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Businesses The Courts

SCO Wants To Destroy Business Records 113

Posted by samzenpus
from the just-when-you-thought-it-was-safe dept.
An anonymous reader writes "SCO, now calling itself TSG, has just filed a motion (Pdf) with the bankruptcy court in Delaware asking it to authorize 'the abandonment, disposal, and/or destruction of certain surplus, obsolete, non-core or burdensome, property, including, without limitation, shelving, convention materials, telecommunications and computer equipment, accounting and sales documents, and business records.'"
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SCO Wants To Destroy Business Records

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  • They're bankrupt (Score:5, Interesting)

    by symbolset (646467) * on Monday February 04, 2013 @08:09AM (#42784593) Journal

    They ought to let us bid on them. I bid five hundred dollars.

    I should think together we could get that number up to a substantial sum to help them be rid of these burdensome records they can no longer afford to store. Who here would chip in a bit to free SCO of this burden? I bet we could rally a sum worthy of the court taking notice, to salvage these valuable historical records from the shredder.

  • Re:They're bankrupt (Score:2, Interesting)

    by Anonymous Coward on Monday February 04, 2013 @09:18AM (#42784977)

    Over at Groklaw, PJ said that they would buy them from SCO - we could have a bidding war on our hands here.

  • Re:They're bankrupt (Score:3, Interesting)

    by Anonymous Coward on Monday February 04, 2013 @09:26AM (#42785053)

    They ought to let us bid on them. I bid five hundred dollars.

    I should think together we could get that number up to a substantial sum to help them be rid of these burdensome records they can no longer afford to store. Who here would chip in a bit to free SCO of this burden? I bet we could rally a sum worthy of the court taking notice, to salvage these valuable historical records from the shredder.

    Why not start a kickstarter campaign to buy up SCO or whatever they call themselves this week? Then the people who pitch in are share holders or something. Priivy to the sorrid secrets of the company. Someone could be appointed CEO run the company in a crowdsourced manner. Turn it into what it once was. A UNIX (now better Linux) company. Just a thought. Good idea or bad it could work. Crowdsourced company vs the share holder system we have that kicks out employees to help shre holders make profits OR a crowdsourced comapny that is dependent on the community for its support to some degree.

  • Re:What did they do? (Score:5, Interesting)

    by spike1 (675478) on Monday February 04, 2013 @09:31AM (#42785079)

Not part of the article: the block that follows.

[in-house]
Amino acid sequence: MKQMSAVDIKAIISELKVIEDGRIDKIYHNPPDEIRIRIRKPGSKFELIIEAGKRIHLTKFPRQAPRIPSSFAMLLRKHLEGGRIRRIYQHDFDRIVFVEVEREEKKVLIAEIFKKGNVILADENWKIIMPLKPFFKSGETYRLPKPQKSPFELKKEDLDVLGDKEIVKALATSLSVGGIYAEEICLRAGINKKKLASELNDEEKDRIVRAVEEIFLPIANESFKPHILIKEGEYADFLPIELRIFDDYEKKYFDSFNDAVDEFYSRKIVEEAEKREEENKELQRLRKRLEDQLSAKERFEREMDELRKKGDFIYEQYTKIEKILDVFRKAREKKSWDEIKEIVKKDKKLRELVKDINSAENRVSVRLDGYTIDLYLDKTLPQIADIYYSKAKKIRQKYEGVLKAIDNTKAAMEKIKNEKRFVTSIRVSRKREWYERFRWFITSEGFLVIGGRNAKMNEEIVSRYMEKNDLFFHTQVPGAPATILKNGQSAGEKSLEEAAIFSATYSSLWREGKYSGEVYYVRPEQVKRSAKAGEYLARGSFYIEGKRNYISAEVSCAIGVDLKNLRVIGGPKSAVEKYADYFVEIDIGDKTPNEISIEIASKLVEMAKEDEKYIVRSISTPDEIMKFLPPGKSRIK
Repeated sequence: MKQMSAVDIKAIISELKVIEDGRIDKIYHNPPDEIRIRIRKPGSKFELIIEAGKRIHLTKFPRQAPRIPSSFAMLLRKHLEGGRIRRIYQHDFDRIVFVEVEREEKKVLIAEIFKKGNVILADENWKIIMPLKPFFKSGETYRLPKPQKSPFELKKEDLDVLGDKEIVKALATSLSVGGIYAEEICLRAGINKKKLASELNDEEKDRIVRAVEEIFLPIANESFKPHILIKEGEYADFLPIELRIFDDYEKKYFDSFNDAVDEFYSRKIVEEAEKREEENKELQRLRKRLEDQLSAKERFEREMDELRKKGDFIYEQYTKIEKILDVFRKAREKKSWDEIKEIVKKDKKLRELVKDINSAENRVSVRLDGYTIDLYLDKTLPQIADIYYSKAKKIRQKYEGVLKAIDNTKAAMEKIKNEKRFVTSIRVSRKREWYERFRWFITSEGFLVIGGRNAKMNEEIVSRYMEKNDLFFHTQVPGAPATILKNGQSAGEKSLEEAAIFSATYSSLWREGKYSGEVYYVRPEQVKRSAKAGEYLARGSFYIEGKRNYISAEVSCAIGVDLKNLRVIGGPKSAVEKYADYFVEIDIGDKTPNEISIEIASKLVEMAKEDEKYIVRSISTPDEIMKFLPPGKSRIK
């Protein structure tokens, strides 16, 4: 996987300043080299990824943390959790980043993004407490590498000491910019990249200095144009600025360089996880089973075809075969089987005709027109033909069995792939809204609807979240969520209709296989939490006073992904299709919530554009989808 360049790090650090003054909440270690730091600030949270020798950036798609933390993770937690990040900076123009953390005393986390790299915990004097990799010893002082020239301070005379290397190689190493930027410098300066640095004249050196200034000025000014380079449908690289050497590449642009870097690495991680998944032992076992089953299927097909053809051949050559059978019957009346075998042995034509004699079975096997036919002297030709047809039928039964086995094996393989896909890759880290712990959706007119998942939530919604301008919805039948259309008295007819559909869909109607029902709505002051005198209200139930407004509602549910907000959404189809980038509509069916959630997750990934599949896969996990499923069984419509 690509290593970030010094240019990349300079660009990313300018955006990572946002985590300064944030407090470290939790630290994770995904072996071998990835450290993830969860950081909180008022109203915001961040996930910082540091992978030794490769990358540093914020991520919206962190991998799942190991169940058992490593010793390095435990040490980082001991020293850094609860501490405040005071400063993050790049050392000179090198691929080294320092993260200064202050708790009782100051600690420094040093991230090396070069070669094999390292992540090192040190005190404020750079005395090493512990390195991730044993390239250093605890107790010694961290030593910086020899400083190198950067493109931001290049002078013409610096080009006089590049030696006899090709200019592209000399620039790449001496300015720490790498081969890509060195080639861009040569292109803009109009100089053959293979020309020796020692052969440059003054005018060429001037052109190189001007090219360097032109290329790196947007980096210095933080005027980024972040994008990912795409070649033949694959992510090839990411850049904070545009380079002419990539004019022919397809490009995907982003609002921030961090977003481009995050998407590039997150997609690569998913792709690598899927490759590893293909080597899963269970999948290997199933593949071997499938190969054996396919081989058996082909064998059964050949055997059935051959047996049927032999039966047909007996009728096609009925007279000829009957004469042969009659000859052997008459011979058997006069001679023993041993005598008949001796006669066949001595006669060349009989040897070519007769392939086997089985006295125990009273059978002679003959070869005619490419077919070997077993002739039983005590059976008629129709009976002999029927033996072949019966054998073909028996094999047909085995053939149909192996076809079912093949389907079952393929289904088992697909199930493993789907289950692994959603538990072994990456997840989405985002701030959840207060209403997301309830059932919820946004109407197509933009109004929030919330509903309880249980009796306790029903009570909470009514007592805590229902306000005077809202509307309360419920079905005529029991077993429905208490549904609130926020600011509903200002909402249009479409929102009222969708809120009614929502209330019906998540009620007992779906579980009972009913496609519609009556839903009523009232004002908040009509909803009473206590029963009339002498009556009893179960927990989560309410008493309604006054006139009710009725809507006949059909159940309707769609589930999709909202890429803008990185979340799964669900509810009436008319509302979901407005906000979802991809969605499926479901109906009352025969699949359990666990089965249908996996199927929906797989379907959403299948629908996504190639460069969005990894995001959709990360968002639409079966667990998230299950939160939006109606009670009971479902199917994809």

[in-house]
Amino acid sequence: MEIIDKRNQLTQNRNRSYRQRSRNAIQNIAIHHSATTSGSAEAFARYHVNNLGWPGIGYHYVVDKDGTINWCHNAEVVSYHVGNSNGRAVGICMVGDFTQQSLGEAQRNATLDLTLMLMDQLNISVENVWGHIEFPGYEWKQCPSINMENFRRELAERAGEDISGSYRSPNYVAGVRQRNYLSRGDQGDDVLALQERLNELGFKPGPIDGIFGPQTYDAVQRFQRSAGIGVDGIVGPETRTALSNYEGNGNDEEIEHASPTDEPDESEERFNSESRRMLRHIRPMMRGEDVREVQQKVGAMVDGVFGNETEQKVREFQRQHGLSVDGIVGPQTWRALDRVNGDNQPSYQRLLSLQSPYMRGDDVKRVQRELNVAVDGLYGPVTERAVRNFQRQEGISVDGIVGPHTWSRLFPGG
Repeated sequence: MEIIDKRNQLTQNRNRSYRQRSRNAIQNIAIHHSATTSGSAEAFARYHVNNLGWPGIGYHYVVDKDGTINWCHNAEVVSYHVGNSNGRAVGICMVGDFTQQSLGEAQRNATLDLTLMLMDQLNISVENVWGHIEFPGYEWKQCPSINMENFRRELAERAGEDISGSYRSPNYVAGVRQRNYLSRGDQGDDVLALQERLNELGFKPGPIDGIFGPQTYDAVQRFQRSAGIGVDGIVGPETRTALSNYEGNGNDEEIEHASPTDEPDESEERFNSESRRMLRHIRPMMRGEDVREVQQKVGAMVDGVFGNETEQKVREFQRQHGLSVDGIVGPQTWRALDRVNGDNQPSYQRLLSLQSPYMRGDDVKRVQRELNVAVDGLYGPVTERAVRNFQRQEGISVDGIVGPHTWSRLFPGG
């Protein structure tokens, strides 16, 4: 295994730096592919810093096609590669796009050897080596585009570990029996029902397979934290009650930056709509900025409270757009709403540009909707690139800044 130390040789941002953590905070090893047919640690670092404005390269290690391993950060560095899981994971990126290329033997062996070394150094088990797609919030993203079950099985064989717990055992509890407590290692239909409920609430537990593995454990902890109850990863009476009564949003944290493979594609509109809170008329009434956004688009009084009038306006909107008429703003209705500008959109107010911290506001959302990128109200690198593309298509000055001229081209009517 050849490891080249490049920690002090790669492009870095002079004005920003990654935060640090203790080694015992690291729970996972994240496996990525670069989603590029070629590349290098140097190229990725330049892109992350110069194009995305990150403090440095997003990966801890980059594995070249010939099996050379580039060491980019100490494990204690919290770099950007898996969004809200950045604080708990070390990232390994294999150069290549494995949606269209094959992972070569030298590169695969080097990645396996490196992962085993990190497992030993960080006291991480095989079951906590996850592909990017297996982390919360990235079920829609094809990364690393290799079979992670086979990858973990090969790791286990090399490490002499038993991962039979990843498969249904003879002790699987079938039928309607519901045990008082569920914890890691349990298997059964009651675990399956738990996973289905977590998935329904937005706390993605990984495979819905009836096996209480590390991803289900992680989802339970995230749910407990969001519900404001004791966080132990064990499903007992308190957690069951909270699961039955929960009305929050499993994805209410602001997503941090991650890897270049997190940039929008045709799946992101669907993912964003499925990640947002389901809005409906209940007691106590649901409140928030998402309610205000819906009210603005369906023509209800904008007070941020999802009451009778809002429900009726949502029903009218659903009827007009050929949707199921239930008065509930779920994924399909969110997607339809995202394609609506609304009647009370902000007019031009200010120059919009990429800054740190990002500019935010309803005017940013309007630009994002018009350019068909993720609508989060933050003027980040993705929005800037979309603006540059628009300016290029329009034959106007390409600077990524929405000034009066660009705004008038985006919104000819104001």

You have either a terrible memory or you weren't around at the start of this...
    back in about 2003, a Linux distribution by the name of Caldera bought the Unix part of SCO (the other part went on to continue trading under a different name)
    Then. in a moment of utter insanity, they decided to sue IBM under allegations that IBM had included their UNIX "property" in the linux kernel...

    Millions of man hours of searching later. people came up with about 5 lines of code that were so generic it was impossible to copyright them,..

    So, the IBM trial went on and on and dragged other companies into the mess...
    Microsoft "invested" in SCO, presumably to keep the trial going.
    Novell disputed what SCO actually claimed to own...

    Last year (or was it 2011) the novell case finally concluded that SCO didn't own any of the copyrights they were suing IBM over in the first place.
    IBM have yet to countersue, but there's so little of SCO left now it's probably no longer worth it.

  • Re:What did they do? (Score:5, Interesting)

    by Anonymous Coward on Monday February 04, 2013 @10:14AM (#42785463)

    I worked at Caldera when they bought SCO. I also left a few months after the acquisition. Prior to the SCO purchase, Calera was a fun Linux distribution company. We were doing really great things such as building the first GUI install, incorporating Webmin for a GUI admin utility, and having DRDOS to run all your DOS programs within Linux. They were great times. Then, the acquisition happened. Departments at Caldera began to be dismantled, and senior management replaced. I left, and took note as Ransom Love (who was a great person to work for with a great vision) sold his stake and left. Darl McBride didn't exist at the time, no idea where he came from. However, all the Caldera employees that worked hard to make the distribution what it was at the time left long before the litigation.

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